It Is Hard to Find a Good Decaf Tea
I want to share notes with anyone else who drinks and searches for decaf teas. I have never, ever, found a decaf tea as good as even an average black tea. Has anyone had anything but the same experience?
The best I have found is Tea Gschwendner’s Darjeeling Premium Decaf. It’s not bitter if brewed for a short time, and it replicates at least some of the flavor of a good Darjeeling. http://www.tgtea.com/buy/1/1/37/Darjeeling-Premium-Decaf-/290.aspx
Has anyone found an exceptional decaffeinated tea?
One thing I plan to try is the “Premium” decaffeinated teas at Upton Tea Imports. Upton’s catalog reads,
—> “All decaffeination processes used for tea are problematic, and remove flavor as well as caffeine… There is one company that is approaching this problem in a unique way. They start with grades of tea that would ordinarily be considered too good for the flavor-robbing decaffeination process. They then sort the final product to eliminate most of the smaller leaf particles that decaffeination produces. Predictably, the result is a superior final product.”
Does anyone have a sense of what Upton is talking about? About what company uses this process?
(See page 43 of Upton’s PDF catalog at http://www.uptontea.com/shopcart/information/INFOV19N1-FullCatalog-Winter2009.pdf.)
I’ve been trying to drink decaf or caffeine free teas (for the most part) for the past seven or eight months. I figure I have about about eight months or so to go (through the end of pregnancy and the first 3-6 months with baby).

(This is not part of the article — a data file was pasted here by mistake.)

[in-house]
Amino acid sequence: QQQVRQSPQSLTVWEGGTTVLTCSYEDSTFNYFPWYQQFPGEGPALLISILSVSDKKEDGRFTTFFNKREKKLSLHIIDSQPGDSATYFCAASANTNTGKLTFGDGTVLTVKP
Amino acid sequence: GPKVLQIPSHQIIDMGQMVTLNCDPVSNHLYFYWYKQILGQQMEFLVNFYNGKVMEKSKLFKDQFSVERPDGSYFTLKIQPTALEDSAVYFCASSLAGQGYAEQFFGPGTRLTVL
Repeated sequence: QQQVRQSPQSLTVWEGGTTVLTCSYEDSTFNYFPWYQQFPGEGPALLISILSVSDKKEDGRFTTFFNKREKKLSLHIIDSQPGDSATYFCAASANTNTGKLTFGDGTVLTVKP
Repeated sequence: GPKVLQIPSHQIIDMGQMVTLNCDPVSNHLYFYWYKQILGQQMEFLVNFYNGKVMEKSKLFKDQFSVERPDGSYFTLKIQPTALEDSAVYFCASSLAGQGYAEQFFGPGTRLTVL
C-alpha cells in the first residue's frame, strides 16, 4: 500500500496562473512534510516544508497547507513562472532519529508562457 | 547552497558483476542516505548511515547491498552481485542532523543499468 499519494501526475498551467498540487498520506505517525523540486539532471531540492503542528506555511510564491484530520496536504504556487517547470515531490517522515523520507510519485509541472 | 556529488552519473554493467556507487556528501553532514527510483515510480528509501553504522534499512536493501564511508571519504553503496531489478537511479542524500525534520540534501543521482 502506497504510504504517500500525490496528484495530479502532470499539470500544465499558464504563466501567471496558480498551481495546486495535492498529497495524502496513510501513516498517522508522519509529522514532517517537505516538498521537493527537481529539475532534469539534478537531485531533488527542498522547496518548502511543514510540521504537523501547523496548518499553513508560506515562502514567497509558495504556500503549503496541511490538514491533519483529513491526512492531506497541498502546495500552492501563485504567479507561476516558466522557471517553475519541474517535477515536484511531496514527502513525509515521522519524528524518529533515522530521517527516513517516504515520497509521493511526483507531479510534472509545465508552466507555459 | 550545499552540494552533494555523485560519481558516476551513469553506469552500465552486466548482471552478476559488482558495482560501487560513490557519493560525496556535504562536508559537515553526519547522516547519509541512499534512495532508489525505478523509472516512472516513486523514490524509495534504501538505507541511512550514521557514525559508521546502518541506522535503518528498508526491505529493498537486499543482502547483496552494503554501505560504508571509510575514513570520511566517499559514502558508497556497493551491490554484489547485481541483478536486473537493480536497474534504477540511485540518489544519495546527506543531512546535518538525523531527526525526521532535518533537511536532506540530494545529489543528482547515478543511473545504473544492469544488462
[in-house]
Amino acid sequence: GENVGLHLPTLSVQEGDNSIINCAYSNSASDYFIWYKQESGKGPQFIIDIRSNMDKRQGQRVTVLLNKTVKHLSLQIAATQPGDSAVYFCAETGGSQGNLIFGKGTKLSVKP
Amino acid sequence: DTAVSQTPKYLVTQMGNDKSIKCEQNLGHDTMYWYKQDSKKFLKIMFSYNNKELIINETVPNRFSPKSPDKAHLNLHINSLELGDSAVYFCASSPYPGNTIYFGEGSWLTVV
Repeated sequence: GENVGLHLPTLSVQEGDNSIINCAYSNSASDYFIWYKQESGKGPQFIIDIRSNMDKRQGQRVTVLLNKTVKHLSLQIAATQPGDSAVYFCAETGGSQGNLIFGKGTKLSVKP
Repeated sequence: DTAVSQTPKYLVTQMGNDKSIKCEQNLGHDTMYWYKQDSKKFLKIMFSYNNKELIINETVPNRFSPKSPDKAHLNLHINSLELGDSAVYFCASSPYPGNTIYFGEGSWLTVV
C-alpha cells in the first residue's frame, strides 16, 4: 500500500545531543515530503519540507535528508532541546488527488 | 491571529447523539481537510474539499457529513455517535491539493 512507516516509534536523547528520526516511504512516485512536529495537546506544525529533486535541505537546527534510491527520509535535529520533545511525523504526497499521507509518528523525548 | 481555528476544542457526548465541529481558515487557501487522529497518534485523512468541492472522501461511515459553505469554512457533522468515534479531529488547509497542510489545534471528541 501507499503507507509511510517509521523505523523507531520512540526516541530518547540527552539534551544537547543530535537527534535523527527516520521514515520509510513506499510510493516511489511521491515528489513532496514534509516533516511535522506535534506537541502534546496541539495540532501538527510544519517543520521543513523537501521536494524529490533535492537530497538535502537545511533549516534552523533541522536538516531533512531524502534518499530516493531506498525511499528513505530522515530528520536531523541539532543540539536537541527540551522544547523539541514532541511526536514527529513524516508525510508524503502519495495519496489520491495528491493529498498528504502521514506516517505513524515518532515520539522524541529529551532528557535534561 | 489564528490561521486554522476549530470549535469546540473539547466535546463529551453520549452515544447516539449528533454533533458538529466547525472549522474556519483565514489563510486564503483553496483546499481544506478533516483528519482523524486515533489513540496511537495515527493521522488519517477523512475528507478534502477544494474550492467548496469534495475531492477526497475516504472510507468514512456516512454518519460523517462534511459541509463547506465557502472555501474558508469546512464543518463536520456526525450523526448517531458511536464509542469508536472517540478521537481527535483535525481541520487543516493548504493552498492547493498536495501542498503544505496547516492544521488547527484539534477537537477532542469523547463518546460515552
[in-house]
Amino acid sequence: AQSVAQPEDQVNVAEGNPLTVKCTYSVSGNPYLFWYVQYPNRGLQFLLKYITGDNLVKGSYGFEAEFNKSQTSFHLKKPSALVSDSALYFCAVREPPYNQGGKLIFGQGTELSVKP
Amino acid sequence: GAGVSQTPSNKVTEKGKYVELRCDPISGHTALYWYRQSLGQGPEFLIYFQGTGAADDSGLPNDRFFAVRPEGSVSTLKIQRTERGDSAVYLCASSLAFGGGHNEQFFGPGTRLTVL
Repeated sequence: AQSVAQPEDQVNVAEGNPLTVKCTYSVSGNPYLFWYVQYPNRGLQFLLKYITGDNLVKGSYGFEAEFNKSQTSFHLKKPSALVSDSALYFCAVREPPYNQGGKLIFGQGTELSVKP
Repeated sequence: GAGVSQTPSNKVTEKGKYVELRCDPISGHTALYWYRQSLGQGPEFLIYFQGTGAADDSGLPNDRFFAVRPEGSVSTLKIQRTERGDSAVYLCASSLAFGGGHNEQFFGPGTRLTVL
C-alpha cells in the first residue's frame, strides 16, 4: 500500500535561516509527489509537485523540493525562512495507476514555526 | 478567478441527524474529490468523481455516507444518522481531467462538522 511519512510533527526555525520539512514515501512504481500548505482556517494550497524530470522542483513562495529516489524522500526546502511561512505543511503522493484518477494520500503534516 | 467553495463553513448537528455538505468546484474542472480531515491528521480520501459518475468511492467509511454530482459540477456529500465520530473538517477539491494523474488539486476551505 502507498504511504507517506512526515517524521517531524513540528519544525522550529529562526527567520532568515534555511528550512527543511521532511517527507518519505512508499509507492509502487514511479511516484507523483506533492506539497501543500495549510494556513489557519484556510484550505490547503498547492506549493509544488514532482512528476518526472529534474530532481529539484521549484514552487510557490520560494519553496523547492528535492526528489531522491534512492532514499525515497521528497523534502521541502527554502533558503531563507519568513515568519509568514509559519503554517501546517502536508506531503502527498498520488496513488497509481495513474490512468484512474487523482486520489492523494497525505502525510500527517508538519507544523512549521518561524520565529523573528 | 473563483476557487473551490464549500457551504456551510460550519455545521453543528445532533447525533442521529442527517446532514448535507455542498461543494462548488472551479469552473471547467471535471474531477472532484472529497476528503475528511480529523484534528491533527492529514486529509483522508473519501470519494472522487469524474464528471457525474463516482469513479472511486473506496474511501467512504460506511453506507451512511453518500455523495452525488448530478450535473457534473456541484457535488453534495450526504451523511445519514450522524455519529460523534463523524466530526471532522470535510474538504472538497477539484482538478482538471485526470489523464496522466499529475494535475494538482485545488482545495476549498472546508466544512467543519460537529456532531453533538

I’ve not been super impressed with any I’ve gotten. Though, I have found that flavored black teas don’t bother me as much, mostly because the flavor would cover up the slightly off decaf black flavor.
A majority of my black decaf experience has been with Adagio. I got a sampler from them because they use the CO2 method, which is supposed to lead to higher quality decaf tea:
Thanks for starting this topic! I look forward to seeing what others have to say!
I have had luck with Adagio’s decaf strawberry, especially when mixed with another decaf or regular caf tea. I think it’s less bitter than the regular version.
If you can’t handle caffeine, maybe you should stop drinking tea. Or stick to herbal teas that have no camellia senensis in them. Tea should be about enjoying rich, complex flavors, so why are you forcing yourself to drink this flat, tasteless crap? To think that there is a company that is using higher grade leaves for decaffeination so the flavor loss is close to what a low grade tea would taste like without decaffeination is the dumbest thing I’ve ever heard.